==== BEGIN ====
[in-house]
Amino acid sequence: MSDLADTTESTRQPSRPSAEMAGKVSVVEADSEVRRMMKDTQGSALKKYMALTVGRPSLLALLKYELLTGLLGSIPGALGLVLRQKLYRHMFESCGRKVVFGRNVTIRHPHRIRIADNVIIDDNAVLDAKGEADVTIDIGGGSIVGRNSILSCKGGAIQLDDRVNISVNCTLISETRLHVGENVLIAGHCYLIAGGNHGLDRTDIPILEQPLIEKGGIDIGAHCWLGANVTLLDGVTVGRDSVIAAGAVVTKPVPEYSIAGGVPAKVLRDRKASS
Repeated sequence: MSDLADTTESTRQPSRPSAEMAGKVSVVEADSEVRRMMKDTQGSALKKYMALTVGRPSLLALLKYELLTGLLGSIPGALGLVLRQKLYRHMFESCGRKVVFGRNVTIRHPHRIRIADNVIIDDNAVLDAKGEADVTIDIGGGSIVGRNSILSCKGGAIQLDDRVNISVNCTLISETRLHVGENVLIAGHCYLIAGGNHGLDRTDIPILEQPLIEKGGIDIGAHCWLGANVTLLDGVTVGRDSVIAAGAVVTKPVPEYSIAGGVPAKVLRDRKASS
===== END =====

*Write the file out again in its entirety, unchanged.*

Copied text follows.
[in-house]
Amino acid sequence: MSDLADTTESTRQPSRPSAEMAGKVSVVEADSEVRRMMKDTQGSALKKYMALTVGRPSLLALLKYELLTGLLGSIPGALGLVLRQKLYRHMFESCGRKVVFGRNVTIRHPHRIRIADNVIIDDNAVLDAKGEADVTIDIGGGSIVGRNSILSCKGGAIQLDDRVNISVNCTLISETRLHVGENVLIAGHCYLIAGGNHGLDRTDIPILEQPLIEKGGIDIGAHCWLGANVTLLDGVTVGRDSVIAAGAVVTKPVPEYSIAGGVPAKVLRDRKASS
Repeated sequence: MSDLADTTESTRQPSRPSAEMAGKVSVVEADSEVRRMMKDTQGSALKKYMALTVGRPSLLALLKYELLTGLLGSIPGALGLVLRQKLYRHMFESCGRKVVFGRNVTIRHPHRIRIADNVIIDDNAVLDAKGEADVTIDIGGGSIVGRNSILSCKGGAIQLDDRVNISVNCTLISETRLHVGENVLIAGHCYLIAGGNHGLDRTDIPILEQPLIEKGGIDIGAHCWLGANVTLLDGVTVGRDSVIAAGAVVTKPVPEYSIAGGVPAKVLRDRKASS